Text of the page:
1. A clip of a ” target=”_blank” rel=”noopener noreferrer”>dramatic collision during a soccer match involving the Italian team AC Milan
2. An ” target=”_blank” rel=”noopener noreferrer”>animated news report about the controversy surrounding airport security produced by the Taiwan-based Next Media Animation company
3. Video of several pundits on ” target=”_blank” rel=”noopener noreferrer”>Fox News Watch sharing jokes about Sarah Palin’s new TV show during a commercial break
4. The November 16, 2010, ” target=”_blank” rel=”noopener noreferrer”>Philip DeFranco Show
5. A video from the German comedy group ” target=”_blank” rel=”noopener noreferrer”>Die Aussenseiter
Other Major Social Media Stories
Among the other stories that bloggers highlighted last week were three international topics and an update about a woman who first gained attention by questioning the President.
The No. 2 subject on blogs, at 18% of the week’s links, involved several articles about the international sport of Formula 1 racing. One such story was a BBC report about a driver, Mark Webber, who made a claim that his sponsor Red Bull favors another driver more than himself, thus sparking a media controversy.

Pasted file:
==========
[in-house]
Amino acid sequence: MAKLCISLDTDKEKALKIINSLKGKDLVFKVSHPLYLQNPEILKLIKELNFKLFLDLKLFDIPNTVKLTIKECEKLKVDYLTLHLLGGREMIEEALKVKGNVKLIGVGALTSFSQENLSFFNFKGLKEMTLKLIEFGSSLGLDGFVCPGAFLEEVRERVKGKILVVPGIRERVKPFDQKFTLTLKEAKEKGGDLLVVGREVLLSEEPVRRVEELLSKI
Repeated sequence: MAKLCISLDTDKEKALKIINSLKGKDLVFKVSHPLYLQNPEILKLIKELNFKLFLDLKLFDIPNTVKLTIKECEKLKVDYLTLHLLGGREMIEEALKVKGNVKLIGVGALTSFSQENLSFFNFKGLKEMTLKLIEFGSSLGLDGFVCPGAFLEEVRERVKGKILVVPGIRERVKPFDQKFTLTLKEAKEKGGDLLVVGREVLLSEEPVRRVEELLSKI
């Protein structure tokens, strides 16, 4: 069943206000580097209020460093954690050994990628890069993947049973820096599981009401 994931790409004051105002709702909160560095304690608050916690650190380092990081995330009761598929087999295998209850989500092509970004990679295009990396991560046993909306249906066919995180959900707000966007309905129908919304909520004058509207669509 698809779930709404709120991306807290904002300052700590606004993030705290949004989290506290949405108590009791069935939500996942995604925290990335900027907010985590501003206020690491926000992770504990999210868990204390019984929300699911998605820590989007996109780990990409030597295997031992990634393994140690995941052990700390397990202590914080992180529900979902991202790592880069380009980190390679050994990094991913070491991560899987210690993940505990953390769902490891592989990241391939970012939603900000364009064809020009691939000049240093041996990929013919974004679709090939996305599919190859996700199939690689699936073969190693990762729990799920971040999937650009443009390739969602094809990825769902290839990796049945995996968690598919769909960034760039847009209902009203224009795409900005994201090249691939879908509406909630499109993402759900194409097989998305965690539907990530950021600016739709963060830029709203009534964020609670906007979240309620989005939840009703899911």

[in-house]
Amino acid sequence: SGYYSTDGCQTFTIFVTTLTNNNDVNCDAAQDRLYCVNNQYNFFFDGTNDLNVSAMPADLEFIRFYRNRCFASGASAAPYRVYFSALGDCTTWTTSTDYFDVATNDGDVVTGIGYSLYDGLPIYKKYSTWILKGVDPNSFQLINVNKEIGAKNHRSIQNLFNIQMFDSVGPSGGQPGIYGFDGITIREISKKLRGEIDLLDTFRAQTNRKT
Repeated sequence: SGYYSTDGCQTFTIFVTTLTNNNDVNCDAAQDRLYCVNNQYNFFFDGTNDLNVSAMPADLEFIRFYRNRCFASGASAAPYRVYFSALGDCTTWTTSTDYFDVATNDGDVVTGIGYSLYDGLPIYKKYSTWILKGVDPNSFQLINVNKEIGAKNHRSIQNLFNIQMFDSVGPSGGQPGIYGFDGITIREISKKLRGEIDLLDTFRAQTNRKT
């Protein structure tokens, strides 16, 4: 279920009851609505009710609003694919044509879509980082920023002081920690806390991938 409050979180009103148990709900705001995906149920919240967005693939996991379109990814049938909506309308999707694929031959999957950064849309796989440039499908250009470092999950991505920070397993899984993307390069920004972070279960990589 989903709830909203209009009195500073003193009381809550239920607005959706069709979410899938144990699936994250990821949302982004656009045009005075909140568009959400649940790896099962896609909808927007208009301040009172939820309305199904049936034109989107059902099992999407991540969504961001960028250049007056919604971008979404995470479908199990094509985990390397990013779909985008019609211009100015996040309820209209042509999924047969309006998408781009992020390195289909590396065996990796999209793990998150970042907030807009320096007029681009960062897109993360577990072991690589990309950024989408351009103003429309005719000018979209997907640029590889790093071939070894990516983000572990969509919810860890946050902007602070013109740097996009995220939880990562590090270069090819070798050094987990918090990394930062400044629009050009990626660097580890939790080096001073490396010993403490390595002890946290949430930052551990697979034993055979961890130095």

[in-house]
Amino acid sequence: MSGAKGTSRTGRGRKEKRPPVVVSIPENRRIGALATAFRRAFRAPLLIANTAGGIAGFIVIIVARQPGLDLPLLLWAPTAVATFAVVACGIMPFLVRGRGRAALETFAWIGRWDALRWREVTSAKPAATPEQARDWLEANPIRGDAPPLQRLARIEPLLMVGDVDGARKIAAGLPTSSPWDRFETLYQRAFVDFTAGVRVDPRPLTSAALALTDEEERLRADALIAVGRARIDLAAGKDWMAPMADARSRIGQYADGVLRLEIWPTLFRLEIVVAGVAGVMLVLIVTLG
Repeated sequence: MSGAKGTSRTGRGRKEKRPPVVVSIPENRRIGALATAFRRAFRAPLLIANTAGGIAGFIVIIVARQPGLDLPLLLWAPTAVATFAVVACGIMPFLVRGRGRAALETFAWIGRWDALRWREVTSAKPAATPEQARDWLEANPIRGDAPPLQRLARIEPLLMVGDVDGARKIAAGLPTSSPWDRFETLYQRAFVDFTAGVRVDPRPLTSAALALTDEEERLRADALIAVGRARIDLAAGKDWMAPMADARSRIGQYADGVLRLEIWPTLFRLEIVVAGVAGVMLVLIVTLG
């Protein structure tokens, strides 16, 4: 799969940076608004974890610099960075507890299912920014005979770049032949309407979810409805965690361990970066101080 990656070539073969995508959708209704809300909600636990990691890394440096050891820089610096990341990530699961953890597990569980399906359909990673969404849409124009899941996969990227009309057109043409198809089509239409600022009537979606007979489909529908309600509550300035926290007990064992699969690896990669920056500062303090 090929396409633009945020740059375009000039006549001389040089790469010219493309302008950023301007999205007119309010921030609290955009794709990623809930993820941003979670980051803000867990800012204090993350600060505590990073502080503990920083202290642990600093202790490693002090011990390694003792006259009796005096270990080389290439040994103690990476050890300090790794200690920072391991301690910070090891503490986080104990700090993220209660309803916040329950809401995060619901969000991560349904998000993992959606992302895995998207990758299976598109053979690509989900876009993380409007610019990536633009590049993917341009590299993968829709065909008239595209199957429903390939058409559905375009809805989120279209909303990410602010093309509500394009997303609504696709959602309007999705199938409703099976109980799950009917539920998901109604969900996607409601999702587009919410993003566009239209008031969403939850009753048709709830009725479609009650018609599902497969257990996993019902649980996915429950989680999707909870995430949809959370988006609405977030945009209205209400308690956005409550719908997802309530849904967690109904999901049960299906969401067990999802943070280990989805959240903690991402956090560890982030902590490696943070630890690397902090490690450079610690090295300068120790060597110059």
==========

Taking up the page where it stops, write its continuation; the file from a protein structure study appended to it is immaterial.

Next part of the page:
A series of stories over the last few years about British police was third at 13%. These historical reports became popular now in the blogosphere because of current protests over tuition increases for the country’s university and secondary schools. Bloggers linked to older news reports to illustrate a history of inappropriate tactics used by police to subdue protestors, such as a 2009 BBC report about a review of tactics used by police during the G20 summit and a 2007 story about two protestors who lost their lawsuit against London police resulting from actions occurring during protests in 2001.